A four year jail sentence for a Romanian man found guilty of blackmailing a Coalisland teenager who later took his own life, has been criticised by an MLA as not reflecting the suffering he caused.
Ronan Hughes was 17 when he died in 2015 after being blackmailed online. Yesterday a Romanian man, Iulian Enache (31), was sentenced to four years in prison, but under Romanian law will serve three years, meaning that with time already served he will walk free on October 29, 2019.
He pleaded guilty last week in a court in Timisoara, Romania, to blackmailing Ronan Hughes and producing/distributing indecent images of a child.
SDLP Mid Ulster MLA Patsy McGlone praised the efforts of the PSNI and Romanian police, but said the four year sentence did not reflect the suffering of the Hughes family.
"I'm glad someone has been convicted of this crime but the family have been left with literally a life sentence," he said.
"Ronan took his life as a consequence of the pressure he had been put under and the blackmail. I and many others would have wished the sentence was much more strict and heavier than it was."
Child safety expert Jim Gamble - a former PSNI officer and former chief executive of the Child Exploitation and Online Protection centre - called the conviction "a pivotal moment" for police working to bring online predators to justice.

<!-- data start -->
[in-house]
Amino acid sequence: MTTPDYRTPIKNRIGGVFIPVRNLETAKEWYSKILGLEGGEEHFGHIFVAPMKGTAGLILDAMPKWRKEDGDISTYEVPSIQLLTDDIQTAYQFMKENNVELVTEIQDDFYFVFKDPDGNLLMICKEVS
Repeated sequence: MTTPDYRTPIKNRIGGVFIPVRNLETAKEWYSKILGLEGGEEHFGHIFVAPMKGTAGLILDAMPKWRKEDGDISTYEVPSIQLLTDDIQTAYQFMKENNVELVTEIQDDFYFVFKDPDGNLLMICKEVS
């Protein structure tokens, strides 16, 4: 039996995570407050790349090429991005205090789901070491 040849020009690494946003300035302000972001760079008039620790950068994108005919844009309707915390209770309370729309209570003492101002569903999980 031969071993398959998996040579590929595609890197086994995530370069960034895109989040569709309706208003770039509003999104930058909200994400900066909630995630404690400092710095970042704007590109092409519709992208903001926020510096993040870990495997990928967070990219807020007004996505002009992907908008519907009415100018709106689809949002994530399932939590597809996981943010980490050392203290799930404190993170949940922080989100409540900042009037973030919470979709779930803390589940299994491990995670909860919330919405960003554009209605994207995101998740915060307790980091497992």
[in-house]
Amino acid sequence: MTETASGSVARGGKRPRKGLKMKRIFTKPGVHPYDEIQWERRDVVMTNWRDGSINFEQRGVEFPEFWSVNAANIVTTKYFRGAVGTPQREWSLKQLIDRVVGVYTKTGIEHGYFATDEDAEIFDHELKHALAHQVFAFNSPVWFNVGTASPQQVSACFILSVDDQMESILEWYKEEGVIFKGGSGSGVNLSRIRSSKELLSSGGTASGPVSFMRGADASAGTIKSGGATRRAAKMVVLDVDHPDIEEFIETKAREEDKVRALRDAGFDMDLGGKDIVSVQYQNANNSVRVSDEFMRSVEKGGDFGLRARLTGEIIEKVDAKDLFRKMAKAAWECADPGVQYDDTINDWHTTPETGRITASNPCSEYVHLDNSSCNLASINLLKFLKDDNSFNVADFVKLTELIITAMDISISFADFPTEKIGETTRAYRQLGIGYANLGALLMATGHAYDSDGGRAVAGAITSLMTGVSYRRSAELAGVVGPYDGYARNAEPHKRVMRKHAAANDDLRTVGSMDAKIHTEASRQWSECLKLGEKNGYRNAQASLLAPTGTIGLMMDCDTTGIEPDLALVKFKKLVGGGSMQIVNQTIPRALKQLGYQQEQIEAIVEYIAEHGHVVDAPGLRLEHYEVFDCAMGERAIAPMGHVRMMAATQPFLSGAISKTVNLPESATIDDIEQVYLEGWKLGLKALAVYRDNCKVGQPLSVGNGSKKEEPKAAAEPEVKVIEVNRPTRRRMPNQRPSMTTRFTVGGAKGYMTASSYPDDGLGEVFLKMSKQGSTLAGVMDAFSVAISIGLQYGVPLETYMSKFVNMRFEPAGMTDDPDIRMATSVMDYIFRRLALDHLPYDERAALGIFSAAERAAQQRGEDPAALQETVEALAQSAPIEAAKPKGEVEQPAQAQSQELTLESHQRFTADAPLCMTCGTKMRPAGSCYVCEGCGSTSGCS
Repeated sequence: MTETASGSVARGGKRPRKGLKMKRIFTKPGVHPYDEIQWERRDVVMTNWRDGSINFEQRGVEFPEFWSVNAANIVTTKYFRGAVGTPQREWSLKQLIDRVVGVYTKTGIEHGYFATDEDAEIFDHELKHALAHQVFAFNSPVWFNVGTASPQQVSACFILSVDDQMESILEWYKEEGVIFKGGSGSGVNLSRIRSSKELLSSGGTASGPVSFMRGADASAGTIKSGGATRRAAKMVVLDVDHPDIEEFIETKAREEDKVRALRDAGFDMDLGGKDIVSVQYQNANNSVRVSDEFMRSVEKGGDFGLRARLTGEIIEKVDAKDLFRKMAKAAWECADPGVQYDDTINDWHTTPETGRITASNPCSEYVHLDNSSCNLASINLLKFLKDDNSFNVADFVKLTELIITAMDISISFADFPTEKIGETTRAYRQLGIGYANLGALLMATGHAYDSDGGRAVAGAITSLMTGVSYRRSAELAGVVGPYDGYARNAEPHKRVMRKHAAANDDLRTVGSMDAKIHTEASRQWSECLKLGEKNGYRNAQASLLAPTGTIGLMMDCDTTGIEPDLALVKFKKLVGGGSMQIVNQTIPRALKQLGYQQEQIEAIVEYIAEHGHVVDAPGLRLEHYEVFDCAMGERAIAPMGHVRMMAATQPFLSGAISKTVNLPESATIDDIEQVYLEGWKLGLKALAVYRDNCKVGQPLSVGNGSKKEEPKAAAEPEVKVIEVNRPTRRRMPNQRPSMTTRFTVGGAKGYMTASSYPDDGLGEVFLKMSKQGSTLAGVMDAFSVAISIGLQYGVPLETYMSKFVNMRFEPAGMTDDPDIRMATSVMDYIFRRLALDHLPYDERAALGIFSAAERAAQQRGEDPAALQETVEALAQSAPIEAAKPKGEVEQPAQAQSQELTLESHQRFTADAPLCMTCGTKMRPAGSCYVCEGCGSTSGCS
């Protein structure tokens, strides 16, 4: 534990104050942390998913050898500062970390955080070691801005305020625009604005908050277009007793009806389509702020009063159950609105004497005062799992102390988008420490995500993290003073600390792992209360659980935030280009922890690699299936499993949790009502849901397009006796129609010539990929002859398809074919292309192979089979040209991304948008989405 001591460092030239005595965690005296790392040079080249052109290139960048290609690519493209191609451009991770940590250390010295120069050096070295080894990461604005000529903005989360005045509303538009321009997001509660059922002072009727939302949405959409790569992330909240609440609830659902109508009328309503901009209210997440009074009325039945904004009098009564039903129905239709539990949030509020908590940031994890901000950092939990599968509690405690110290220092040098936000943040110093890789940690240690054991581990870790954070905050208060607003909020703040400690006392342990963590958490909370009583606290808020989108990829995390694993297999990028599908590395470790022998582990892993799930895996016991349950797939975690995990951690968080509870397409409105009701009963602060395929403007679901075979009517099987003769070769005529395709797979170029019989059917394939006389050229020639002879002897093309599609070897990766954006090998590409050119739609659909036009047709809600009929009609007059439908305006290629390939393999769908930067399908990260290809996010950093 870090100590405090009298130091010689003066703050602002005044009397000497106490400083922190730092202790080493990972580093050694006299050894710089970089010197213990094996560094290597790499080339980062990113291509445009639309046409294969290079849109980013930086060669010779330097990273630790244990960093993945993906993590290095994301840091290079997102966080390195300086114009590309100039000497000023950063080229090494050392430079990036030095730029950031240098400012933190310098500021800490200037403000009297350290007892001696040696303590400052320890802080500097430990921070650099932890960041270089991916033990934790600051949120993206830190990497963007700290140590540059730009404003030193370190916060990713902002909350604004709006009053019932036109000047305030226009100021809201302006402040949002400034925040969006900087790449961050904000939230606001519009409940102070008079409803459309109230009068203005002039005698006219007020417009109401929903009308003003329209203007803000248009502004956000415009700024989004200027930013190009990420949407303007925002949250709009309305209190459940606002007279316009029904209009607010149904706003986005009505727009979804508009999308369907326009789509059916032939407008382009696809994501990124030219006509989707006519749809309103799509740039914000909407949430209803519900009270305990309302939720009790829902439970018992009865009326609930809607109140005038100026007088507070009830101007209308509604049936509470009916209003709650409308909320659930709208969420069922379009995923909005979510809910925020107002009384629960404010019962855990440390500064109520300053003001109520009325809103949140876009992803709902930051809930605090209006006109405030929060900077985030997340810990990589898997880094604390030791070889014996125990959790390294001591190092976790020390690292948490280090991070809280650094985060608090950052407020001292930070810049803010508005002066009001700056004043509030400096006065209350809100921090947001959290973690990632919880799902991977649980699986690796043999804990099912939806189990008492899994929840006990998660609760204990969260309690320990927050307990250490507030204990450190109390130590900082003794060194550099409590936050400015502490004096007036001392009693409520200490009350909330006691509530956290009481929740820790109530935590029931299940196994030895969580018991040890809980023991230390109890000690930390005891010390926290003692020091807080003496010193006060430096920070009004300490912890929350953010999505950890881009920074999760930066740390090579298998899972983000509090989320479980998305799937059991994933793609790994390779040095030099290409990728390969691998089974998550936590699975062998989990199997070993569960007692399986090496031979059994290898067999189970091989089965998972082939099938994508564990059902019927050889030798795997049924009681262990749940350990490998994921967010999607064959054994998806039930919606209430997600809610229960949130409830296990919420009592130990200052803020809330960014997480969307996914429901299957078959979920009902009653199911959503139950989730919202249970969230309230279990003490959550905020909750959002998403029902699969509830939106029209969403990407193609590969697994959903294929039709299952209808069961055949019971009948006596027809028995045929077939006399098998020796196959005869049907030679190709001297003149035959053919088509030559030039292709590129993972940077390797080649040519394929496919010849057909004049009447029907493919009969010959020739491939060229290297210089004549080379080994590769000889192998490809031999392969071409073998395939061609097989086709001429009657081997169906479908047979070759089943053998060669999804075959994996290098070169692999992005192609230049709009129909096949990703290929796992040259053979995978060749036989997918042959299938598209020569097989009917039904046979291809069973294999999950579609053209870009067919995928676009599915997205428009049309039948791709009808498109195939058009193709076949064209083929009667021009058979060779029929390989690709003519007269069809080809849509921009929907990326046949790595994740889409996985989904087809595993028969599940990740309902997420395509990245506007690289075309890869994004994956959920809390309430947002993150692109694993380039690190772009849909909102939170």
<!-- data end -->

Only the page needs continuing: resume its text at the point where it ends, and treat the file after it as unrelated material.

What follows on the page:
"This a really strong message for individuals who prey on children online that when the police collaborate they will be identified, located and held to account," he said. "I'm wary of the sensation that can be generated around this, the Hughes family will be reliving the trauma of this with every headline.
"This is a really pivotal moment, without sensationalising this we need to get the message out that the police can track those individuals who try and use the anonymity of the internet to prey on children."
He acknowledged the sentence didn't fit the crime, but said it remained important that "something had been done to identify this predator and hold him to account".
"The very fact that he's been identified means that when he's released he will be monitored to the degree that he cannot hurt another child in this way."
Mr Gamble also urged parents to discuss the case with their children.
Commenting on the conviction yesterday, Detective Chief Inspector James Mullen, from the PSNI's Criminal Investigation Branch, said: "This has been a tragic case and first and foremost in our minds are the family of Ronan Hughes who have lost a son and a brother. We must never forget that."
He said the two year investigation had been "complex and protracted" and thanked Romanian Police, Europol and the National Crime Agency for their help.
He added: "A four-year prison sentence is no compensation for the loss of Ronan Hughes - a young man who had his whole life ahead of him - however, there can be no doubt that the sentence means others will be spared the pain and loss experienced by the Hughes family at the hands of Enache."
DCI Mullen urged anyone experiencing anything of a similar nature, such as receiving inappropriate images or links, to contact police or tell a trusted adult. "You will not get into trouble," he said. "This tragic case highlights that police will do all they can to pursue these online criminals who are preying on our communities."